# Far IR light intensity as a function of altitude

## Homework Statement

Hello, so I'm in a class that is building sensors and sending them up in a weather balloon. For my project, I am wanting to quantify the greenhouse effect by measuring the intensity of infrared light emitted as thermal radiation from the Earth as a function of height-- the idea is that as the balloon rises, some of the IR light is absorbed by water vapor and other greenhouse gases, causing intensity to go down.

## Homework Equations

From Wein's displacement law, I know emitted radiation will be about 10 μm. I calculated the change in intensity due to spherical geometry causing an increase in area.

## The Attempt at a Solution

I have a couple questions about the experiment and one problem.

1. It seems like the intensity of far-IR light from the sun is negligible compared to that radiated from the Earth. Is this a reasonable assumption?

2. I am unable to find data on emission of water vapor. Will the light absorbed be re-emitted at the same wavelength, skewing our data? This is my biggest concern, because it would basically invalidate the experiment.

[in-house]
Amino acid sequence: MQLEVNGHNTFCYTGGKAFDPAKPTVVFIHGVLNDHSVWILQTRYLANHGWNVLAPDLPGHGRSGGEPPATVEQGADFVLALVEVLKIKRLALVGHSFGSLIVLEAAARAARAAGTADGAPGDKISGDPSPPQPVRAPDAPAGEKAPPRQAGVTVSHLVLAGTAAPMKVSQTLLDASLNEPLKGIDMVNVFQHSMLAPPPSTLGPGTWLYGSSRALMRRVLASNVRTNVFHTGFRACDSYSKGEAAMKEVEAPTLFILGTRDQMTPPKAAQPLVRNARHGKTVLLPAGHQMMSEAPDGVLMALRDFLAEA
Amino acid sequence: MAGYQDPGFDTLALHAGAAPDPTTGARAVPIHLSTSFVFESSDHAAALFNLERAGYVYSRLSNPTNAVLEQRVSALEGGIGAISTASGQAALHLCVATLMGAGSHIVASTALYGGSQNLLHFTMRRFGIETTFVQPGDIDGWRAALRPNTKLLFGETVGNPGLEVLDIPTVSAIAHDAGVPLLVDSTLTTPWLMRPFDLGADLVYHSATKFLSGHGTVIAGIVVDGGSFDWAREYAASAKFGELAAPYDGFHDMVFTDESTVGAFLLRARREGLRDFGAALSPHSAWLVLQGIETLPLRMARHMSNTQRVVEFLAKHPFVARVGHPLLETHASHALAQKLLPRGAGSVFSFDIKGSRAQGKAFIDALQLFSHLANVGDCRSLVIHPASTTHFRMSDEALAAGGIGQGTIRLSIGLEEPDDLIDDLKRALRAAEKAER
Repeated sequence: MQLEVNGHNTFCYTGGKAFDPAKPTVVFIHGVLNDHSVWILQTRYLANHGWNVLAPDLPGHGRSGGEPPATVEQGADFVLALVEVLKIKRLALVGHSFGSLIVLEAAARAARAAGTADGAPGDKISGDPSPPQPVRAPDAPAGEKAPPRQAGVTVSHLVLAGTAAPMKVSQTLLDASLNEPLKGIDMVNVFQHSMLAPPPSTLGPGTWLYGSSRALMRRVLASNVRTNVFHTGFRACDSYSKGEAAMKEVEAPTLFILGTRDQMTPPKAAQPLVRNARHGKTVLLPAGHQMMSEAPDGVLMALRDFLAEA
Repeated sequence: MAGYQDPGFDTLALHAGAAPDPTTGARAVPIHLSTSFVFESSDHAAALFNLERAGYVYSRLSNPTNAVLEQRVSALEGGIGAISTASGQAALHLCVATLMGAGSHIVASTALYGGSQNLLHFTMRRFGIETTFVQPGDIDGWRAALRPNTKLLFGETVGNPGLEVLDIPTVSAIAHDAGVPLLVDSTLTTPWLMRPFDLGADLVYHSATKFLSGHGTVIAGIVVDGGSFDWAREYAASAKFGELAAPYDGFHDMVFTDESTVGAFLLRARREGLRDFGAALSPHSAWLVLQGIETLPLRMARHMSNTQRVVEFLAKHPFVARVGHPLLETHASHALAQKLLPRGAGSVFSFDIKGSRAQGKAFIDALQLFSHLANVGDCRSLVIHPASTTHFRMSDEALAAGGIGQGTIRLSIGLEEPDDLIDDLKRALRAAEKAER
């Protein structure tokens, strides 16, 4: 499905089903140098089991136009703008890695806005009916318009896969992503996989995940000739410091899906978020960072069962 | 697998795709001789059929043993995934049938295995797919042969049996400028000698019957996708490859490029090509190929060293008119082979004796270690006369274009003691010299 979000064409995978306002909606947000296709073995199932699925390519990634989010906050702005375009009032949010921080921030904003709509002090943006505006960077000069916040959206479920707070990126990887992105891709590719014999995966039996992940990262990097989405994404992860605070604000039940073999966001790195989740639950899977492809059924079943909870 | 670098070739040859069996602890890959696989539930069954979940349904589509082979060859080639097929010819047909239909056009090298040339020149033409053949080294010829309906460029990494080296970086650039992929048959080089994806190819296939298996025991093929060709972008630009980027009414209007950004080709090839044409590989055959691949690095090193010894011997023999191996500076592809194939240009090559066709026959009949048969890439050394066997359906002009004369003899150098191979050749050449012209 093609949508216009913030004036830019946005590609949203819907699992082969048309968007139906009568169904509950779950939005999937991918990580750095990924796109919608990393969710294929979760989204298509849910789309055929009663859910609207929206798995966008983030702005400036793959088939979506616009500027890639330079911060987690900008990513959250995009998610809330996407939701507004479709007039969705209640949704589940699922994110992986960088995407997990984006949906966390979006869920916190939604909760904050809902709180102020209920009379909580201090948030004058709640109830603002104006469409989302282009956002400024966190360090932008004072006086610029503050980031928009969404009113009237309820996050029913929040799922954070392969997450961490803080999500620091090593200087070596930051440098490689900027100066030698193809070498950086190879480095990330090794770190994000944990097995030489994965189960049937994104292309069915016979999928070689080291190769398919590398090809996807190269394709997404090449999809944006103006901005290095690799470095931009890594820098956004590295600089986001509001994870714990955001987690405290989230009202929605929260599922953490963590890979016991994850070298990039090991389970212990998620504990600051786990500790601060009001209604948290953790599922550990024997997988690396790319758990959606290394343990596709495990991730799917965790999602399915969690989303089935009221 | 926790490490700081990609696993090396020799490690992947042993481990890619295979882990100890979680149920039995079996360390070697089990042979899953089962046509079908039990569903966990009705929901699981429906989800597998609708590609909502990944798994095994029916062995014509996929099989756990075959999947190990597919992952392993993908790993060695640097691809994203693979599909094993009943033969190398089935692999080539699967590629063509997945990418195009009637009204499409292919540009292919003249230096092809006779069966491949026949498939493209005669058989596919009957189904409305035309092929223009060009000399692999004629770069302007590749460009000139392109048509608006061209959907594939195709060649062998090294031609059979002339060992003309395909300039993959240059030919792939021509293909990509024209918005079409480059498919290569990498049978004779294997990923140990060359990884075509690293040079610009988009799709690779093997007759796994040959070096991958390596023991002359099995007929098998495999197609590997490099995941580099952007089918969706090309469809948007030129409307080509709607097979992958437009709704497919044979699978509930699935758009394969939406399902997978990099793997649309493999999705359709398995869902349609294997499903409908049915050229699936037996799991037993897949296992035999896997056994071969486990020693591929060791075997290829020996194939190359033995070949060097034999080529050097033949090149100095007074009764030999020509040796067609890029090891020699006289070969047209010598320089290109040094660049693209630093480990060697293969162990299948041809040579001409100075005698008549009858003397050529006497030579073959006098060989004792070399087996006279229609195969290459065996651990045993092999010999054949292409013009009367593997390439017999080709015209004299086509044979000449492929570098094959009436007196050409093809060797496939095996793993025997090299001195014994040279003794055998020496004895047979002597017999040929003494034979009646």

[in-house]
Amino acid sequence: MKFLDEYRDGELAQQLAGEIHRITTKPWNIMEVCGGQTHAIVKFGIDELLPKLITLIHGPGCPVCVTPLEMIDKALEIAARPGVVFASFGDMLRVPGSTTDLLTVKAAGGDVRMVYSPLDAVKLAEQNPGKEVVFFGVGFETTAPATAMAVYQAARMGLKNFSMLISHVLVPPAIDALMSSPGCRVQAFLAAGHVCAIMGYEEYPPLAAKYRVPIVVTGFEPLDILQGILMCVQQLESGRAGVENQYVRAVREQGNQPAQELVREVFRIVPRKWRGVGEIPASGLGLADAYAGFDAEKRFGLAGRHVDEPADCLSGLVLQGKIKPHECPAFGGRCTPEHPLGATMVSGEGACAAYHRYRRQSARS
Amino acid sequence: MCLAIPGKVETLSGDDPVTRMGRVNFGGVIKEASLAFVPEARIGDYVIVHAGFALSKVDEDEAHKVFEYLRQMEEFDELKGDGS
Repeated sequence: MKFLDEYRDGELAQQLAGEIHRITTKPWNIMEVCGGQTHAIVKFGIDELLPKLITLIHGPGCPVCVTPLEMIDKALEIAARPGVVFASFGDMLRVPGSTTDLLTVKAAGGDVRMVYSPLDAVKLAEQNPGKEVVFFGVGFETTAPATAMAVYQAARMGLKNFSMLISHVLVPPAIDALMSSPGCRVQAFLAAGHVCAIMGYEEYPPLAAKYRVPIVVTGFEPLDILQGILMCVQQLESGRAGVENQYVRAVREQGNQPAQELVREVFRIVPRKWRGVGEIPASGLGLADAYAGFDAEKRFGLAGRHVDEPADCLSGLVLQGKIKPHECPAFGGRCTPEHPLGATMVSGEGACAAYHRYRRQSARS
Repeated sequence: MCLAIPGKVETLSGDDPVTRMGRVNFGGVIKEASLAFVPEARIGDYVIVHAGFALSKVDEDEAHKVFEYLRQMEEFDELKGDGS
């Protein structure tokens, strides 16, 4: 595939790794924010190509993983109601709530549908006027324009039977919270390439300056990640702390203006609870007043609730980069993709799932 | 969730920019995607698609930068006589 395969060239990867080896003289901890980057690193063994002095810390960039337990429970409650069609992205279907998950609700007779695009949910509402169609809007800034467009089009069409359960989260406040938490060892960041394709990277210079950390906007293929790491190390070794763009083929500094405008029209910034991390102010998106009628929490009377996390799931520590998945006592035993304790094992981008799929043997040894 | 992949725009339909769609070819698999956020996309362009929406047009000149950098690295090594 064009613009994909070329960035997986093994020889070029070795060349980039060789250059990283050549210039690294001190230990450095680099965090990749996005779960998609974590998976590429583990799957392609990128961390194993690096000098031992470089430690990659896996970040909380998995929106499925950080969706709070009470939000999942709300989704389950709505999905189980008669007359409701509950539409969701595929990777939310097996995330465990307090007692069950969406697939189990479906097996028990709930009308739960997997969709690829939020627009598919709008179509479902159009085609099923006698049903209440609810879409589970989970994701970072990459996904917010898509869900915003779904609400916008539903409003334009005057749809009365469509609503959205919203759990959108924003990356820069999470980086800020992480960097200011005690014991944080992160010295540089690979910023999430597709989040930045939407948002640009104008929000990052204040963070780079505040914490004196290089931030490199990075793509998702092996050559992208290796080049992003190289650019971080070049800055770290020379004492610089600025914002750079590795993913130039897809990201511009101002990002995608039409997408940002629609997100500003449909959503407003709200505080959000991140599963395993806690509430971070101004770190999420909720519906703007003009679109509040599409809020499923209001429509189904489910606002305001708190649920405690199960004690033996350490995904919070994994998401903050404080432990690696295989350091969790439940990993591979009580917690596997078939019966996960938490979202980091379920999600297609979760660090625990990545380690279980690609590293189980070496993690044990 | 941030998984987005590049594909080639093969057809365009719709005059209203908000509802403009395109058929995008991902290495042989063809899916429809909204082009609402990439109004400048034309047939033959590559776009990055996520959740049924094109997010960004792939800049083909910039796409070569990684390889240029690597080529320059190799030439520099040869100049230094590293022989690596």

Finally, we have been searching for a circuit component that detects light intensity in the 10 μm range. Have any of you used one in this range? It must detect intensity of the wavelength.

Thanks you so much!

mfb
Mentor
I calculated the change in intensity due to spherical geometry causing an increase in area.
For the same solid angle, that should cancel with the inverse square law. Without absorption or emission in the air the mean intensity should not change. You just average over a larger area (make sure you measure a homogeneous area).
1. It seems like the intensity of far-IR light from the sun is negligible compared to that radiated from the Earth. Is this a reasonable assumption?
You can check the emission values and compare them. A sensor that is not in direct sunlight avoids that issue.
2. I am unable to find data on emission of water vapor. Will the light absorbed be re-emitted at the same wavelength, skewing our data? This is my biggest concern, because it would basically invalidate the experiment.
Infrared will be scattered in the atmosphere, sure, and you have to think how this influences your measurements.
Measurements in different directions could help to distinguish between different infrared sources.
Finally, we have been searching for a circuit component that detects light intensity in the 10 μm range. Have any of you used one in this range? It must detect intensity of the wavelength.
There are many commercial detectors for this wavelength range. You might have to filter out other wavelength ranges first if the detector doesn't do that.